Our study design brings a number of strengths to our study. The representative sample of the MOBILIZE Boston study cohort of older community-dwelling adults strengthens the generalizability of the current findings to the English-speaking population of older adults living in the urban-suburban communities of the Northeast U.S. Additionally, the use of validated scales such as the Brief Pain Inventory Scale (BPI) and Center for Epidemiologic Studies Depression Scale (CESD-r) as well as clinical assessments and objective measures are important strengths of the study. Implications of our findings are limited by the cross-sectional design which cannot determine directionality or temporality of the observed relationships. The data were collected in 2005–2008 but the findings from this cohort continue to be very relevant given the continuing burden of multisite pain in the increasingly older population of the US (1). Future studies are needed using multivariable methods to determine the possible impact of confounding on these results. Longitudinal approaches could determine patterns of pain interference over time and interventional studies are needed to modify the impact of pain and interference on daily life in older persons.
In sum, pain interference is an important indicator of the impact of pain on daily living in older adults, especially those with MMP. Our findings suggests that pain management programs for older adults with MMP could incorporate measures of pain interference in monitoring the effectiveness of their interventions particularly with attention to specific domains of pain interference. This approach could enhance our understanding of the benefits of specific pharmacologic and non-pharmacologic approaches to pain management. For example, the benefits of exercise for pain management may be more evident if pain interference was included as a target of treatment. Further research is needed to understand the factors contributing to pain interference as a distinct characteristic of pain in older adults in order to effectively intervene and treat MMP.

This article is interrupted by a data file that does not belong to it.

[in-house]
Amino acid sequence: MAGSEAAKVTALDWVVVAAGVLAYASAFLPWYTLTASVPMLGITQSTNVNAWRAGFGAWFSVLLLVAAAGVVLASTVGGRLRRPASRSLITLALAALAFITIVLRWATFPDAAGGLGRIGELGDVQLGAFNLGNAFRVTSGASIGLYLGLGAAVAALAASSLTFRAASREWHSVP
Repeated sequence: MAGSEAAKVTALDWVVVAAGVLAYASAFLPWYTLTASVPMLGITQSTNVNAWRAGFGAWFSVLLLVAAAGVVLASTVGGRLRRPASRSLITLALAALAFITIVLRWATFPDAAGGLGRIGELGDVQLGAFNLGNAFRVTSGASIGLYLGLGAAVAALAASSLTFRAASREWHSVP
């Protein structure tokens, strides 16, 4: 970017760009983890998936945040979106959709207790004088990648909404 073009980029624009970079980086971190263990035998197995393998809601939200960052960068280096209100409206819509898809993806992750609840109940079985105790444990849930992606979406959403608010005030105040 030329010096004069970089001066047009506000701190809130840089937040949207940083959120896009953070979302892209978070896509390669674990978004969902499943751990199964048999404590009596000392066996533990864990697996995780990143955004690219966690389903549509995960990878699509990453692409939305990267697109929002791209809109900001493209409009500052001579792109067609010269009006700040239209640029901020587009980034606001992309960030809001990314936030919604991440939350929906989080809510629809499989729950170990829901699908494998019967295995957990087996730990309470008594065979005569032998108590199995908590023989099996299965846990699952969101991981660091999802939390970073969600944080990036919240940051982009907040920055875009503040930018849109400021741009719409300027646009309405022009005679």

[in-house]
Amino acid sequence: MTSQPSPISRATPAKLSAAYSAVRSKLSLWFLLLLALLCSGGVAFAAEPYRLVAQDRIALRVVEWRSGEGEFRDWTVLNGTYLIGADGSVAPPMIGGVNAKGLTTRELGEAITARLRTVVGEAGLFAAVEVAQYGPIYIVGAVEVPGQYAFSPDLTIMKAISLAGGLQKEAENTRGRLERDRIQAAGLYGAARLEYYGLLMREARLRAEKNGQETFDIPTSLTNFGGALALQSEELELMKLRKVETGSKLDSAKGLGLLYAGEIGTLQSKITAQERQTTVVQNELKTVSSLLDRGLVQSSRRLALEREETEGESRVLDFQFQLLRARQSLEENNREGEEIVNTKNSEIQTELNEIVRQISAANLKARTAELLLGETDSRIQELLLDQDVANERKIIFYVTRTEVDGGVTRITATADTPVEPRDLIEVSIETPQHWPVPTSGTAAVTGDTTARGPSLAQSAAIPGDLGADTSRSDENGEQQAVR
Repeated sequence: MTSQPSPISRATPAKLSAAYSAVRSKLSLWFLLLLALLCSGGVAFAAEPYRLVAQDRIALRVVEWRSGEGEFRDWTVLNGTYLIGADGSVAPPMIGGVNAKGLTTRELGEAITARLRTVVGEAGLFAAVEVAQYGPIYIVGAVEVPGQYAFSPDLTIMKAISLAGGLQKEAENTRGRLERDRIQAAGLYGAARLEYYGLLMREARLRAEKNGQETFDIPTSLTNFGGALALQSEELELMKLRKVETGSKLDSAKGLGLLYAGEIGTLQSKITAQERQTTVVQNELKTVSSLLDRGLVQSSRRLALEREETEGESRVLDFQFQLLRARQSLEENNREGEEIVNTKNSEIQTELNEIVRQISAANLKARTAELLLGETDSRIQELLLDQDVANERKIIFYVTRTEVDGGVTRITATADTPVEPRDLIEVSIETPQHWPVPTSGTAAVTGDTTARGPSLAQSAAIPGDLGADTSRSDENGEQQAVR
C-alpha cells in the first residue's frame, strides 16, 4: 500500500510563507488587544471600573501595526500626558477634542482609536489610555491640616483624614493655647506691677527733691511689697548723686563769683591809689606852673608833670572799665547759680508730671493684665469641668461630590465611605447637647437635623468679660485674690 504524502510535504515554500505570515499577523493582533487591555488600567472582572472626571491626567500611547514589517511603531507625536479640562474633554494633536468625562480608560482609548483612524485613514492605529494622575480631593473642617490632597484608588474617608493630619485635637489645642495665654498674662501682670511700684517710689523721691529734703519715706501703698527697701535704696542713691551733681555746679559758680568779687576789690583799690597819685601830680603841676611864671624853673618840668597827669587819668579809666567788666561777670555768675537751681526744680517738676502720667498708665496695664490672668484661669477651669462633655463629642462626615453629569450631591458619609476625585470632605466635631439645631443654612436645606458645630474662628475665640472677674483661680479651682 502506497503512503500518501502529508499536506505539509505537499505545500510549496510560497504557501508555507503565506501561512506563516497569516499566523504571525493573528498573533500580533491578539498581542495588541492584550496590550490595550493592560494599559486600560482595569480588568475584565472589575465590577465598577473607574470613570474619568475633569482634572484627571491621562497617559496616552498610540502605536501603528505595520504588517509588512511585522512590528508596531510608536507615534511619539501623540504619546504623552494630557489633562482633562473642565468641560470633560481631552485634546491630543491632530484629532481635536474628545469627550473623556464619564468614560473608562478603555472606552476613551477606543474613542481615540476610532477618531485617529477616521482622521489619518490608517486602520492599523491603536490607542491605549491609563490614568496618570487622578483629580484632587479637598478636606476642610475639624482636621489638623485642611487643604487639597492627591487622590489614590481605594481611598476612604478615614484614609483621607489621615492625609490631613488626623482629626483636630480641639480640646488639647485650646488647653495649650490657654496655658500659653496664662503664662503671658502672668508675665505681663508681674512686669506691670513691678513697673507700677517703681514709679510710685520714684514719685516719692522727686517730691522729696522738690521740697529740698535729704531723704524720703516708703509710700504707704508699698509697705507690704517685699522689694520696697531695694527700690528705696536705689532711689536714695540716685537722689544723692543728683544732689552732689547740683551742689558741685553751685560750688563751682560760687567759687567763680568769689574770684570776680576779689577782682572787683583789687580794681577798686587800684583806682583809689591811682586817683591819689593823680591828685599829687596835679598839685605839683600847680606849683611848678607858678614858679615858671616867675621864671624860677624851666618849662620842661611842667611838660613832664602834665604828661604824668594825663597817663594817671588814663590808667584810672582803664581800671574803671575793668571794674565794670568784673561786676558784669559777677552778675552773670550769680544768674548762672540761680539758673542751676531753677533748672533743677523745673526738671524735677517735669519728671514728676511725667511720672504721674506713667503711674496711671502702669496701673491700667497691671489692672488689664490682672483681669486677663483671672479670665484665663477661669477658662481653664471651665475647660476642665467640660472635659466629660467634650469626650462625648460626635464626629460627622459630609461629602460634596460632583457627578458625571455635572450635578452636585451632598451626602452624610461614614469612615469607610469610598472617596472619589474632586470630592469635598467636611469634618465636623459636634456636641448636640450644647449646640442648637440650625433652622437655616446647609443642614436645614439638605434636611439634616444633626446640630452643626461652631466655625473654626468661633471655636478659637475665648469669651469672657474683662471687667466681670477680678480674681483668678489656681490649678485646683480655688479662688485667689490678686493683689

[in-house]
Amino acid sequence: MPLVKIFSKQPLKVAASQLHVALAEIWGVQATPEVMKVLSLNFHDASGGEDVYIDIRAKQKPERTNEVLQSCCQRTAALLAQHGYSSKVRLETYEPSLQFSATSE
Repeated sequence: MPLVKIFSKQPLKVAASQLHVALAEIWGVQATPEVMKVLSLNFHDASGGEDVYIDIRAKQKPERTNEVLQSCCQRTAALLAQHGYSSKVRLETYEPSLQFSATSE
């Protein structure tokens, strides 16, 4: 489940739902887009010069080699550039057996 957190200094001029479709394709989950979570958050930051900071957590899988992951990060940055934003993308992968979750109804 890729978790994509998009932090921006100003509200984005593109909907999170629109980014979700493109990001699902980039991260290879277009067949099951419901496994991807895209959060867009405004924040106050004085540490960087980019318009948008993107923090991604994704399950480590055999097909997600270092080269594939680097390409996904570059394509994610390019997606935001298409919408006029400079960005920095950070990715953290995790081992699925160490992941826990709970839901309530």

Data Availability Statement
The datasets presented in this study can be found in online repositories. The names of the repository/repositories and accession number(s) can be found below: https://ifar-dataverse.hsl.harvard.edu/dataverse/mobilize.
The studies involving human participants were reviewed and approved by University of Massachusetts Boston IRB and Hebrew SeniorLife IRB. The participants provided their written informed consent to participate in this study.
YK and SL conducted the data analysis. All authors contributed substantially to the manuscript writing. All authors contributed to the article and approved the submitted version.
This work was supported by National Institute on Aging grants: #R56AG062737, #R01AG041525, and #P01AG004390.
Conflict of Interest
The authors declare that the research was conducted in the absence of any commercial or financial relationships that could be construed as a potential conflict of interest.
All claims expressed in this article are solely those of the authors and do not necessarily represent those of their affiliated organizations, or those of the publisher, the editors and the reviewers. Any product that may be evaluated in this article, or claim that may be made by its manufacturer, is not guaranteed or endorsed by the publisher.